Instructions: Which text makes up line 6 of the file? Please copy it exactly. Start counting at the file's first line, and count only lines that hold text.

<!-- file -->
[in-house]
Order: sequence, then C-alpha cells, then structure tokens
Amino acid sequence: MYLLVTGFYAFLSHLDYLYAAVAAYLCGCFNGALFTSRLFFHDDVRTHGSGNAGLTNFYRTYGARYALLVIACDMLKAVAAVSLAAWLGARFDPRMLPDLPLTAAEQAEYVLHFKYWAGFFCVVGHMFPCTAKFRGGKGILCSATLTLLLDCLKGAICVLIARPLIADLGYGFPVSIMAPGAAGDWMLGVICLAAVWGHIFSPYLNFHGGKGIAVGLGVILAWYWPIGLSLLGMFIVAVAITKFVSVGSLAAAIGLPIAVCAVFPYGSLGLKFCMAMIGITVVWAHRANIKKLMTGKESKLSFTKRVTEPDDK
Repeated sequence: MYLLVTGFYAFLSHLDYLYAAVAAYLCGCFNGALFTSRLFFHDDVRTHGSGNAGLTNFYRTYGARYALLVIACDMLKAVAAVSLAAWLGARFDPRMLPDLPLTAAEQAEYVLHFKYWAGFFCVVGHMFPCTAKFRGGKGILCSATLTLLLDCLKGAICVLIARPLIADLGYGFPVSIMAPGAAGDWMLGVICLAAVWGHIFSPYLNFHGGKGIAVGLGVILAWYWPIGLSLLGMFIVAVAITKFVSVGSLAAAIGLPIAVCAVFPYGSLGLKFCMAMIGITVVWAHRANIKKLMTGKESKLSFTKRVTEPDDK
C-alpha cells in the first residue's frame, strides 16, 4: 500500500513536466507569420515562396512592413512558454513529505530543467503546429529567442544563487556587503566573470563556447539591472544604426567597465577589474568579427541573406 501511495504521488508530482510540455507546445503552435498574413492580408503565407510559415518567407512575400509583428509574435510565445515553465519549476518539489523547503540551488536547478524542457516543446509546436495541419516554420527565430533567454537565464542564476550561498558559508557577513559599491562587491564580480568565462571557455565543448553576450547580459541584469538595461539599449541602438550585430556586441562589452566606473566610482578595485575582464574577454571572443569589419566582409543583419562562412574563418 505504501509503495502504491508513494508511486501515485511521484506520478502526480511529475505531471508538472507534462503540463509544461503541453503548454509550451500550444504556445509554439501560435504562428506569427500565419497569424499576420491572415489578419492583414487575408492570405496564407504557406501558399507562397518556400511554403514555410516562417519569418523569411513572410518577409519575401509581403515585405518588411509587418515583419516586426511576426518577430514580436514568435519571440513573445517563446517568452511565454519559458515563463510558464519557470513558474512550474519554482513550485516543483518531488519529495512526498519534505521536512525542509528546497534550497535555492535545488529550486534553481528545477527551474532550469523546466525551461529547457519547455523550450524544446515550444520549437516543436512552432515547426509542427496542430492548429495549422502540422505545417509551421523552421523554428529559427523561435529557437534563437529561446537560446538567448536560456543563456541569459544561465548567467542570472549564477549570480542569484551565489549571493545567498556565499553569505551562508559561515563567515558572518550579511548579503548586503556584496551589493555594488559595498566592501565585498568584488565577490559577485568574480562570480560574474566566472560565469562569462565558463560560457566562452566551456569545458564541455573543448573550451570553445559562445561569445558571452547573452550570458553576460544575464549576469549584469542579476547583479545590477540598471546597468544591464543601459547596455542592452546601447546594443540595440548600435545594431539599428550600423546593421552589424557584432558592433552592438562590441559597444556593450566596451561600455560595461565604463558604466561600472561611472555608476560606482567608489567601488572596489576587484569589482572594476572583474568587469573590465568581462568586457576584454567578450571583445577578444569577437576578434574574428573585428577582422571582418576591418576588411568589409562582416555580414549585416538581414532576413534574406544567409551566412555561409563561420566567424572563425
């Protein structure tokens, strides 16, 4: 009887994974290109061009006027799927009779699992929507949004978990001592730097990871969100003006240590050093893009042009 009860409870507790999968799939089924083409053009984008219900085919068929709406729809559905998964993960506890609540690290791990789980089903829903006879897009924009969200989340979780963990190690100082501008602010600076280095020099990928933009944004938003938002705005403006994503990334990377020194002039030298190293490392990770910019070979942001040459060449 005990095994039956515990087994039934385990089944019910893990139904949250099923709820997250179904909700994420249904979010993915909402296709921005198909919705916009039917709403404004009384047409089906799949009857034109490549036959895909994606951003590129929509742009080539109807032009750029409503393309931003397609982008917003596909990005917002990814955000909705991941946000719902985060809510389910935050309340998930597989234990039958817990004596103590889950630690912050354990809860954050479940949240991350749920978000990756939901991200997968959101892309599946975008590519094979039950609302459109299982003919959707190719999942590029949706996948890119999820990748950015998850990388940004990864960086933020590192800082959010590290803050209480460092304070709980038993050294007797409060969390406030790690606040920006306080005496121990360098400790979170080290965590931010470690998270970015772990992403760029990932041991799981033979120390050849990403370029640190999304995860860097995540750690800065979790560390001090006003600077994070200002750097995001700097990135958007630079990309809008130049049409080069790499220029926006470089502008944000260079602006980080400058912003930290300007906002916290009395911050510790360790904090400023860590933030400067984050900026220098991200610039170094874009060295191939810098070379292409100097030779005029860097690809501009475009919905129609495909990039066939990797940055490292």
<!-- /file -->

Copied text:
């Protein structure tokens, strides 16, 4: 009887994974290109061009006027799927009779699992929507949004978990001592730097990871969100003006240590050093893009042009 009860409870507790999968799939089924083409053009984008219900085919068929709406729809559905998964993960506890609540690290791990789980089903829903006879897009924009969200989340979780963990190690100082501008602010600076280095020099990928933009944004938003938002705005403006994503990334990377020194002039030298190293490392990770910019070979942001040459060449 005990095994039956515990087994039934385990089944019910893990139904949250099923709820997250179904909700994420249904979010993915909402296709921005198909919705916009039917709403404004009384047409089906799949009857034109490549036959895909994606951003590129929509742009080539109807032009750029409503393309931003397609982008917003596909990005917002990814955000909705991941946000719902985060809510389910935050309340998930597989234990039958817990004596103590889950630690912050354990809860954050479940949240991350749920978000990756939901991200997968959101892309599946975008590519094979039950609302459109299982003919959707190719999942590029949706996948890119999820990748950015998850990388940004990864960086933020590192800082959010590290803050209480460092304070709980038993050294007797409060969390406030790690606040920006306080005496121990360098400790979170080290965590931010470690998270970015772990992403760029990932041991799981033979120390050849990403370029640190999304995860860097995540750690800065979790560390001090006003600077994070200002750097995001700097990135958007630079990309809008130049049409080069790499220029926006470089502008944000260079602006980080400058912003930290300007906002916290009395911050510790360790904090400023860590933030400067984050900026220098991200610039170094874009060295191939810098070379292409100097030779005029860097690809501009475009919905129609495909990039066939990797940055490292």